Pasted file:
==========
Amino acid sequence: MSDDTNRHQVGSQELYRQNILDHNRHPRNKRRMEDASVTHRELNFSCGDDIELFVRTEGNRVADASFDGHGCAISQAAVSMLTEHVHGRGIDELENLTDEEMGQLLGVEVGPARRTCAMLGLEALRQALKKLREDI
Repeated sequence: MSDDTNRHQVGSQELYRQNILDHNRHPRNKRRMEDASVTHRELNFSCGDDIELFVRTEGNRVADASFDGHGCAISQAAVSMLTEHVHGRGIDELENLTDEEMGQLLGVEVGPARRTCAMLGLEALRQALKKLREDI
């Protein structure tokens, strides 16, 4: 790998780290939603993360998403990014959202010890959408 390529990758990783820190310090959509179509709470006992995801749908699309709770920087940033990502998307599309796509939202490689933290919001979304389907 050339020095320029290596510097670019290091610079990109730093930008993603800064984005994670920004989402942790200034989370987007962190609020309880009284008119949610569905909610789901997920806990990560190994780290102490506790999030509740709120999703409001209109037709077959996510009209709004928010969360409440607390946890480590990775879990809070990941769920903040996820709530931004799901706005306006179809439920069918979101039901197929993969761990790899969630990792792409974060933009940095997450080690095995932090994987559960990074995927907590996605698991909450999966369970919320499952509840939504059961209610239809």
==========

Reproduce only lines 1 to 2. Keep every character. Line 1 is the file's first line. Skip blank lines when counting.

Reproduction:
Amino acid sequence: MSDDTNRHQVGSQELYRQNILDHNRHPRNKRRMEDASVTHRELNFSCGDDIELFVRTEGNRVADASFDGHGCAISQAAVSMLTEHVHGRGIDELENLTDEEMGQLLGVEVGPARRTCAMLGLEALRQALKKLREDI
Repeated sequence: MSDDTNRHQVGSQELYRQNILDHNRHPRNKRRMEDASVTHRELNFSCGDDIELFVRTEGNRVADASFDGHGCAISQAAVSMLTEHVHGRGIDELENLTDEEMGQLLGVEVGPARRTCAMLGLEALRQALKKLREDI